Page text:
- A limited-edition stamp commemorating the Ukrainian resistance has officially been sold in person, officials said.
- The seal depicts a Ukrainian special forces fighter raising his middle finger towards Russian forces.
- The Russian warship depicted on the stamp sank earlier this month.
The commemorative postage stamp commemorating a now iconic moment in Ukrainian resistance earlier this year has sold out in person after dozens of Ukrainians waited for hours to grab the limited-edition seal.
The stamp, which depicts a Ukrainian special forces fighter defiantly raising his middle finger at a Russian warship, quickly became a collector’s item among Ukrainians and their supporters.
Igor Smelyansky, head of Ukraine’s postal service, confirmed the shortage in a Facebook post on Wednesday, saying the country had sold nearly 700,000 stamps since the project was announced in early March.
Over the past week, Ukrainians have formed long lines, often waiting for hours to purchase the $1.77 and $1.83 versions of the stamp. Stamps have also become apparent sources of money, according to The New York Times, reselling up to $100 each on eBay.
In his Facebook post, Smelyansky thanked the “tens of thousands of people” in Kyiv and other Ukrainian cities who came to buy the stamp.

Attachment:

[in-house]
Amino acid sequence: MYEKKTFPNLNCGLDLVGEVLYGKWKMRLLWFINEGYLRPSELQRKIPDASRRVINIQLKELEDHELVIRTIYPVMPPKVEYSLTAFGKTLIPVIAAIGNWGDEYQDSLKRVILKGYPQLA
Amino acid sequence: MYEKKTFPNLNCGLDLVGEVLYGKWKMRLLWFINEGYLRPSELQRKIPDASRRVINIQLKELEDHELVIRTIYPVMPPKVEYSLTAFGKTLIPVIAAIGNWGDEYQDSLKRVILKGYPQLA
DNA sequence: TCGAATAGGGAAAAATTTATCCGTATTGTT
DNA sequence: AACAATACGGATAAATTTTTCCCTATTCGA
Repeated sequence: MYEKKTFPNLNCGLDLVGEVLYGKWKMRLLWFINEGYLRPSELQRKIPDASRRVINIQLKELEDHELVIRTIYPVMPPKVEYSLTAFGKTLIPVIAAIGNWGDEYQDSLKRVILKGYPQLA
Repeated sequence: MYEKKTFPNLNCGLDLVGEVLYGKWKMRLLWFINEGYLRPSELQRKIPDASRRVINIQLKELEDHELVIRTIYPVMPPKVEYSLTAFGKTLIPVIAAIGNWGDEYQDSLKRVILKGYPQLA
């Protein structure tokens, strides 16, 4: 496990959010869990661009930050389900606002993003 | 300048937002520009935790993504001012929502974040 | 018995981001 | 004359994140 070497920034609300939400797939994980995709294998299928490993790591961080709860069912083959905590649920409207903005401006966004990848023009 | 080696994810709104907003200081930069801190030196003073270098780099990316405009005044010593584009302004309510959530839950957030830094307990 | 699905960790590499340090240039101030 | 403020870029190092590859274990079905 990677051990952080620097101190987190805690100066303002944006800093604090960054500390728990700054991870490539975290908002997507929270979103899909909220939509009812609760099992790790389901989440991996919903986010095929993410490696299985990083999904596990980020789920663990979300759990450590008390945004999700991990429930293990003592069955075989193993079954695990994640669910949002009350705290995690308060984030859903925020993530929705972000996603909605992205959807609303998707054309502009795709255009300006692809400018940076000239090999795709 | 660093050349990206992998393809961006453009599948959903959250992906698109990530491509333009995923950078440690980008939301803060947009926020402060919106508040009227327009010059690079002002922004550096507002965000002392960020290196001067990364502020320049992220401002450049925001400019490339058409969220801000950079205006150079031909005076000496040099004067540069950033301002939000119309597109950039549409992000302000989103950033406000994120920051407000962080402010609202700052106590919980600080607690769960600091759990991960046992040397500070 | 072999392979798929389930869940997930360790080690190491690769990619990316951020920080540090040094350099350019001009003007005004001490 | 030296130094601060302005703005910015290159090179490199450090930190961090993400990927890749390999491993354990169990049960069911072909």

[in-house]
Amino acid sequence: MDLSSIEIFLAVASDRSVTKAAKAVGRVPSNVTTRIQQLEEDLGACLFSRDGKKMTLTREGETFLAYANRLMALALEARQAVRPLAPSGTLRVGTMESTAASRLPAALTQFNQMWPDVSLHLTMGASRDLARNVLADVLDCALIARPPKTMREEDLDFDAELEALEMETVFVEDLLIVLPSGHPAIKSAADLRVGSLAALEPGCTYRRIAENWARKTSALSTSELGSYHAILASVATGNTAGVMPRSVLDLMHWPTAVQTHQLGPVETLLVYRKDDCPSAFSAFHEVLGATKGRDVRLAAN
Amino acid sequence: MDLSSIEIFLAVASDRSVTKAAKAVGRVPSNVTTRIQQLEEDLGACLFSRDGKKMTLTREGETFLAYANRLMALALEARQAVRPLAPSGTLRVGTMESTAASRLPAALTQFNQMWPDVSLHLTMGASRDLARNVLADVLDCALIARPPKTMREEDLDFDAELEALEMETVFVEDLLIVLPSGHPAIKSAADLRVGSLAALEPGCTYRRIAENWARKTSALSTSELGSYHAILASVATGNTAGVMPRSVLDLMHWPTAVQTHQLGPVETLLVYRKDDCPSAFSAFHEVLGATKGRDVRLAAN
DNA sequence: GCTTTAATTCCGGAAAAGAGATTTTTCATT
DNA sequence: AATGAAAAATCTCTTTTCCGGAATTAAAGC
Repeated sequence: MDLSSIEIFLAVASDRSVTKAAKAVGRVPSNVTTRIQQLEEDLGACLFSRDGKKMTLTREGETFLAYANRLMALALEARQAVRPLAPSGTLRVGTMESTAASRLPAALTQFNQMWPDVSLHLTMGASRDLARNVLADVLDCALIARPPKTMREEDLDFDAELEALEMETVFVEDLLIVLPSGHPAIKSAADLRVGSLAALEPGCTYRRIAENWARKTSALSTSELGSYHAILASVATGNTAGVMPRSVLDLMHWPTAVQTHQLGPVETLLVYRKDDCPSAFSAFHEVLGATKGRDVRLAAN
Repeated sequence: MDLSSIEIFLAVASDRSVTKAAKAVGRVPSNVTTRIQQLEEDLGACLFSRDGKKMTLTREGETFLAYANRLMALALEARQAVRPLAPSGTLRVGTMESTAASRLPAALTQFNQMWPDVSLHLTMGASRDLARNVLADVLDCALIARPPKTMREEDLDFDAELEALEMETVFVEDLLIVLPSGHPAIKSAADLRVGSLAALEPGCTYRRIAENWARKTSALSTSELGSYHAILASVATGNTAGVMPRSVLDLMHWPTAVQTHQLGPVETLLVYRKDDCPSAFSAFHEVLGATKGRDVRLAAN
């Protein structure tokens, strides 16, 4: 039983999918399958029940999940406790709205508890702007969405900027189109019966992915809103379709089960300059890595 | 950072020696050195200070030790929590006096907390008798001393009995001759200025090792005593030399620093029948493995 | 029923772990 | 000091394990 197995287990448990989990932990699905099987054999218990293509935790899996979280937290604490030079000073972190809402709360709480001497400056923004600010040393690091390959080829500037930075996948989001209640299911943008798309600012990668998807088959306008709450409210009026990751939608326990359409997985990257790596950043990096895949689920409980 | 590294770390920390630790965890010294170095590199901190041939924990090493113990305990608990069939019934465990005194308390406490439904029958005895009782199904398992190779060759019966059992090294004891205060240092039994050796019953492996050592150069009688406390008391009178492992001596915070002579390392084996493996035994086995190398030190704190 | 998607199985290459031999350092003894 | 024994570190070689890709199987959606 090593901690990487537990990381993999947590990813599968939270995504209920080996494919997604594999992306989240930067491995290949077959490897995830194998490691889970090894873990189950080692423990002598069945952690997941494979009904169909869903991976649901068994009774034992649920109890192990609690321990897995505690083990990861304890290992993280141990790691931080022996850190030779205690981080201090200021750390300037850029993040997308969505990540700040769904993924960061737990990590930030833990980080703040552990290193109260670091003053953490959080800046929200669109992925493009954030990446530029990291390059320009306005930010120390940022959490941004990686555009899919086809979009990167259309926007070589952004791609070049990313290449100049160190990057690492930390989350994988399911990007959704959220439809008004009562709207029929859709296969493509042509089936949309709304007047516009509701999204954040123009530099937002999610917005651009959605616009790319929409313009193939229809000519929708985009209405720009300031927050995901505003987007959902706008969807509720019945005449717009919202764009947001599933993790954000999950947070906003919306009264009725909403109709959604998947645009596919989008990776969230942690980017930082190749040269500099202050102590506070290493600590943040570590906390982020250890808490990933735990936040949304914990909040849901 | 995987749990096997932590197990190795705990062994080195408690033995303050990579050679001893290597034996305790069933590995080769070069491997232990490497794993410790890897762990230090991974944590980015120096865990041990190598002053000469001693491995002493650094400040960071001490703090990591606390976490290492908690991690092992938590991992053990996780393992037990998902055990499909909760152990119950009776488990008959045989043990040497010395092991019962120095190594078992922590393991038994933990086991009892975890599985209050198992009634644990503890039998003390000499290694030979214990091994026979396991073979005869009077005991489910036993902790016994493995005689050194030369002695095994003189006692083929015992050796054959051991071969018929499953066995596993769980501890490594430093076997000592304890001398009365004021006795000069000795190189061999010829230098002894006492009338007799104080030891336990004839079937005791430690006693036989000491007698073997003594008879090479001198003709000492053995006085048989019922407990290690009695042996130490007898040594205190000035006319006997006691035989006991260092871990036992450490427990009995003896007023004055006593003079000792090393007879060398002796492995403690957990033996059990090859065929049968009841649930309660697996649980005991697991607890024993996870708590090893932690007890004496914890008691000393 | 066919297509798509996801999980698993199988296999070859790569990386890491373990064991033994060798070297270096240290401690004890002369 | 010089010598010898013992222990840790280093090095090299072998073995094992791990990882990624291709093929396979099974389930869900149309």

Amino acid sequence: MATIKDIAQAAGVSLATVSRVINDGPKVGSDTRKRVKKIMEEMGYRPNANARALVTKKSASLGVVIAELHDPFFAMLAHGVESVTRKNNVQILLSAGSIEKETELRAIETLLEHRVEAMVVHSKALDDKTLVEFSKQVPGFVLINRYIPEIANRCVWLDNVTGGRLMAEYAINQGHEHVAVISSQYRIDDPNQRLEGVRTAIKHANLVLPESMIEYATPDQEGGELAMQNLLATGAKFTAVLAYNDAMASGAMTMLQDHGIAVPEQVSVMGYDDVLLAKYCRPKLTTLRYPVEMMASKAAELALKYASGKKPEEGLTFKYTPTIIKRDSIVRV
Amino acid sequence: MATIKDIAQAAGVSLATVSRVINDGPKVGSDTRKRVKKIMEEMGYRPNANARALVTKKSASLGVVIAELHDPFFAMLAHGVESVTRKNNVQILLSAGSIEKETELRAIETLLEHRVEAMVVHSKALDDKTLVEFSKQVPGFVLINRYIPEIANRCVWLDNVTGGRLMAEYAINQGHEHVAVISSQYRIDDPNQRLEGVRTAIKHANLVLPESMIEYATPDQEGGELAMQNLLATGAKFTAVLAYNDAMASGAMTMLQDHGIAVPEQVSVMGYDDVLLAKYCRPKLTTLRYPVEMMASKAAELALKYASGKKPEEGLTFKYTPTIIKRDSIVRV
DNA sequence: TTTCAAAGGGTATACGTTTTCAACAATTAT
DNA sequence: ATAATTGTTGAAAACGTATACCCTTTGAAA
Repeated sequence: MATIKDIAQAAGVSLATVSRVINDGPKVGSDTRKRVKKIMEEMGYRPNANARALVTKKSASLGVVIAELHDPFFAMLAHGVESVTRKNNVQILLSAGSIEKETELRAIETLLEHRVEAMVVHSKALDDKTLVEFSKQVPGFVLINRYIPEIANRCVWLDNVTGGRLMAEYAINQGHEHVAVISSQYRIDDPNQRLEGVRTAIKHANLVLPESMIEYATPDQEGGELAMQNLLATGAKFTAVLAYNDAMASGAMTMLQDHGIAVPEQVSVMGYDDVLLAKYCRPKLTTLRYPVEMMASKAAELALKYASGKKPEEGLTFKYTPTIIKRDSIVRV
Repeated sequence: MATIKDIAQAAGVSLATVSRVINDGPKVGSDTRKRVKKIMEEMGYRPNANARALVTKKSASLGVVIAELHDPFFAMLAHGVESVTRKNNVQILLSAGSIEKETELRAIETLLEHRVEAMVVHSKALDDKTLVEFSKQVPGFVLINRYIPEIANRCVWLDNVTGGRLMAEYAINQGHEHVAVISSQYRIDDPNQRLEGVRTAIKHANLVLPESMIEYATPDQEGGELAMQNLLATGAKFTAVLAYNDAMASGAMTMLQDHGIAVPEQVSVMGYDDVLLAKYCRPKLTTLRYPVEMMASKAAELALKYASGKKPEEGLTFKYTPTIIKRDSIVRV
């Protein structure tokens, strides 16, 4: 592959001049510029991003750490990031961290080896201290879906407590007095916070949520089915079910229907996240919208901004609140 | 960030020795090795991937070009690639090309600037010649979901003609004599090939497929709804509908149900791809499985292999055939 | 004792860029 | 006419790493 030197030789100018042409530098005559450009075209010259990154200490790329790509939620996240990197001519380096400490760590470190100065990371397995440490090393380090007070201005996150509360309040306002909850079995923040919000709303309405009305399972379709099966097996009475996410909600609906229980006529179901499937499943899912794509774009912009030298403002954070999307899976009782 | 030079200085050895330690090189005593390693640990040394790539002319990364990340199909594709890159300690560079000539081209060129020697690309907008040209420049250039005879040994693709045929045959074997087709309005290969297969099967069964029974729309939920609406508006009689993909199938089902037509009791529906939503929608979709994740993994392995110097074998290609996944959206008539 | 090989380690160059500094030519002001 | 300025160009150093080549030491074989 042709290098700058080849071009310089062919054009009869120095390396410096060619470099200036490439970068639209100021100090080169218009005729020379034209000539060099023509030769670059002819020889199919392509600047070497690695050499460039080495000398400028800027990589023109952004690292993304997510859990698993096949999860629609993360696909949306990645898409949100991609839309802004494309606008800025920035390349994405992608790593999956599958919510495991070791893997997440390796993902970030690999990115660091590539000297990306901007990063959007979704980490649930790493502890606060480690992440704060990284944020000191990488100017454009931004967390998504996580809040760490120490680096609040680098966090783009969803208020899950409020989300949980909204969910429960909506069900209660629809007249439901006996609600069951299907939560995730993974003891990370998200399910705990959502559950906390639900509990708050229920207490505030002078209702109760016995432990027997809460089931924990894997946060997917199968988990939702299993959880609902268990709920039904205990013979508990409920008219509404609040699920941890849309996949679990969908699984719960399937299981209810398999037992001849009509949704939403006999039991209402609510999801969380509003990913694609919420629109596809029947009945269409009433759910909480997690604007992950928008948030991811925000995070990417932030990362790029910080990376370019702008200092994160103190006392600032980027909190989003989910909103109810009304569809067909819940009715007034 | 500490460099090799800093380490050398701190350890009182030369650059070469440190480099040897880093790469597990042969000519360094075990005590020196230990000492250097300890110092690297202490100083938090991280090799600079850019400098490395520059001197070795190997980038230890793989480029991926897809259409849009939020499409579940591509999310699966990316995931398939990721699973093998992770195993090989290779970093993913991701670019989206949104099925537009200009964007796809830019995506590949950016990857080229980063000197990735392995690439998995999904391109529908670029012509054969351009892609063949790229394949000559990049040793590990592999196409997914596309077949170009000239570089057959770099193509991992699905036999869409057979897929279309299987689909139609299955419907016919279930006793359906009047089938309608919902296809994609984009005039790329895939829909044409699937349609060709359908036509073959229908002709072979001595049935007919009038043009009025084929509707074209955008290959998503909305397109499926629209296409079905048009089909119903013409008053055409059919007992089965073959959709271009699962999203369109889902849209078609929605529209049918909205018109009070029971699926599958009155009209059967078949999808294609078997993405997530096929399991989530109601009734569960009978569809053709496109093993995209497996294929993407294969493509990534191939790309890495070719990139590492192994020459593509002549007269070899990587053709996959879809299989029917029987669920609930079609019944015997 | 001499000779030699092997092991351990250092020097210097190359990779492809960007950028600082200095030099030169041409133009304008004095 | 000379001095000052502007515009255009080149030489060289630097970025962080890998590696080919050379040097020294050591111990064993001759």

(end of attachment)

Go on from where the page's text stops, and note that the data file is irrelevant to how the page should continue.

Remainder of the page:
The National Postal Service issued a series of one million stamps, which commemorate the early invasion incident in which Ukrainian border guards on Zmiinyi (Serpent) Island reportedly told Russian troops “Go away fuck off,” after they were told to surrender.
The 13 Ukrainian soldiers were initially thought to have died after the incident, but they were in fact captured by Russia. They have since been released in a prisoner exchange.
The Russian ship involved in the episode, which appears in the background of the stamp, sank earlier this month after being hit by Ukrainian Neptune missiles, a day after the stamps were officially put on sale.
Smelyansky told the Guardian he came up with the idea for a commemorative stamp at the start of the war. The country’s postal service agency then held a vote to choose one of 20 finalist designs evoking the Snake Island incident, which has become a symbolic moment of Ukrainian resistance in the midst of the war.
In his Wednesday Facebook post, Smelyansky said no more stamps would be printed in order to maintain the value of the item. He asked hopeful collectors not to queue at 5 a.m. Thursday morning “because there won’t be any stamps.”
Smelyansky said he had reserved stamps for 1,500 people who were queuing on Wednesday but unable to complete their purchase, and promised an additional 100,000 stamps would be made available for purchase online starting Friday.
The Ukrainian government said on Twitter that a set of stamps and envelopes signed by both Smelyansky and Roman Gribov, the Snake Island soldier who spoke directly to the Russian attackers, would be auctioned online on Friday.
Natalii Tkachenko, a Ukrainian, told the Guardian she was lucky enough to buy the stamps on the first day they were released.
“It’s a symbol, a message. It reflects our inner patriotism,” she said. “I was born here. I live in this country. They want to destroy us. I’m not going to surrender.”